Thursday, November 17, 2016

The culture and spirit of Greece once



 Incredible Cities Lost In Time...
  By taking a look at the world map today you would never believe that Greece, which is nothing but a small country, currently known as a beautiful tourist destination in southern Europe, had once dominated and colonized most parts of the then-known world. For those who love history though, Greece is without a doubt one of the most significant and influential nations of all time with amazing contributions to human culture including philosophy, various sciences, architecture, the Olympic Games, and democracy just to name the most prominent few.
   The culture and spirit of Greece had once conquered major parts of modern Europe, the Middle East, Asia, and Africa through the empires and colonies built by different Greek city-states notably Athens, Miletus, Ionia, Knossos, Corinth, and the kingdom of Macedon (not to be confused with the recently formed Slavic country in the Balkans). Here are 25 ancient Greek cities that occupied an astonishing 19 countries of the modern world.



Ancient Greek Cities that No Longer Exist 
or Are No Longer Greek


    Byzantion (Constantinople), Modern Turkey


  The tradition tells that Byzas, son of King Nisos (Νίσος), planned to found a colony of the Dorian Greek city of Megara. Byzas consulted the oracle of Apollo at Delphi, which instructed Byzas to settle opposite the "Land of the Blind".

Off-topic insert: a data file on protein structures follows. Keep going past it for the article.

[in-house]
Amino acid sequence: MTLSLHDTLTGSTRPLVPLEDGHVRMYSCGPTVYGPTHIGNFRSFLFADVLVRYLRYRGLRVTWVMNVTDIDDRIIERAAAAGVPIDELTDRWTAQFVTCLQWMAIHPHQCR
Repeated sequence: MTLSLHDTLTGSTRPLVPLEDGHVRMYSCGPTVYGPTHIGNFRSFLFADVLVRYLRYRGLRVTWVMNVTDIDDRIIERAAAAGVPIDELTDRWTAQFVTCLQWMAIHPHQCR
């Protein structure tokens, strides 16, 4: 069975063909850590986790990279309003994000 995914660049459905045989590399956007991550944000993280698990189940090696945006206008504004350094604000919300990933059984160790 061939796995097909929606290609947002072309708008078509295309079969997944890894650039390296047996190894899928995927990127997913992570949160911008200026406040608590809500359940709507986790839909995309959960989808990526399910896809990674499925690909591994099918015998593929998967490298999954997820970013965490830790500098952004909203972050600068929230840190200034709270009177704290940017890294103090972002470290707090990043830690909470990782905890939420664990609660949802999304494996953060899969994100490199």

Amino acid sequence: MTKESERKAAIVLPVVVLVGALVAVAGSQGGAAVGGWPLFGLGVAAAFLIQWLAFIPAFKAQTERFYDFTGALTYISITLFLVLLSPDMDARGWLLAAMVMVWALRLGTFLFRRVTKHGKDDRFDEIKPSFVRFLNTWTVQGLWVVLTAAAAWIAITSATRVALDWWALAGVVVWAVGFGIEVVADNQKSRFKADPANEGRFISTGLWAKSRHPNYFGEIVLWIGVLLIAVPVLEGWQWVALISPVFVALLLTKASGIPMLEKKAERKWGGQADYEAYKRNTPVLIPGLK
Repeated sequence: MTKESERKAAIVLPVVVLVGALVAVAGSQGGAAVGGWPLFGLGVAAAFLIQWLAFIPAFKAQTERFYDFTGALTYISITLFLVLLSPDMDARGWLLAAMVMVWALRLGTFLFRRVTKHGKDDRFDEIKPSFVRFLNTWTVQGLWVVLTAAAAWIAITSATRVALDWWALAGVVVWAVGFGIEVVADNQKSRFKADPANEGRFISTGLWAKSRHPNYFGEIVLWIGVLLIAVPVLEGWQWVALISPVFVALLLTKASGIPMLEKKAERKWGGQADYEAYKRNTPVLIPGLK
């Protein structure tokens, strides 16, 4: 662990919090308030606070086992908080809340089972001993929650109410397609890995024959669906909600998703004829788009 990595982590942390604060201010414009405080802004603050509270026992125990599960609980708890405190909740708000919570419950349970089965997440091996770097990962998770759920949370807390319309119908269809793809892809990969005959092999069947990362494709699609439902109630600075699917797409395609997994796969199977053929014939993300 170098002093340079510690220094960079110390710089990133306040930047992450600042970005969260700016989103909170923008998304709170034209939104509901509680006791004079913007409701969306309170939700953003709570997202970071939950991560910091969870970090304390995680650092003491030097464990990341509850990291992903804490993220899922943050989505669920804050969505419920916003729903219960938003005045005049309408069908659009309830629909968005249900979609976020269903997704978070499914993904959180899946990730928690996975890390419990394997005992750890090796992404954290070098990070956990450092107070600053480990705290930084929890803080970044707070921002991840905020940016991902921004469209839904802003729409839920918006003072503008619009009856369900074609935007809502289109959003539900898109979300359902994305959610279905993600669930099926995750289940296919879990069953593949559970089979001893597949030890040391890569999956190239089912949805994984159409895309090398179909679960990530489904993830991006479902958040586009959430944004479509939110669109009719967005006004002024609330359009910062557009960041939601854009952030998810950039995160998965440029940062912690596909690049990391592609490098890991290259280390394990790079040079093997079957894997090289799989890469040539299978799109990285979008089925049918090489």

Leading a group of Megarian colonists, Byzas found a location where the Golden Horn, a great natural harbour, meets the Bosphorus and flows into the Sea of Marmara, opposite Chalcedon (modern day Kadıköy). He adjudged the Chalcedonians blind not to have recognized the advantages the land on the European side of the Bosphorus had over the Asiatic side. In 667 BC he founded Byzantium at their location, thus fulfilling the oracle's requirement. Cape Moda in Chalcedon was the first location which the Greek settlers from Megara chose to colonize in 685 BC, prior to colonizing Byzantion on the European side of the Bosphorus under the command of King Byzas in 667 BC.

Monumenal Temple Like Tombs
At The Ancient Byzantion City
It was mainly a trading city due to its location at the Black Sea's only entrance. Byzantium later conquered Chalcedon, across the Bosporus on the Asiatic side.
Byzantium was besieged by Greek forces during the Peloponnesian war. As part of Sparta's strategy for cutting off grain supplies to Athens, Sparta took the city in 411 BC. The Athenian military later took the city in 408 BC.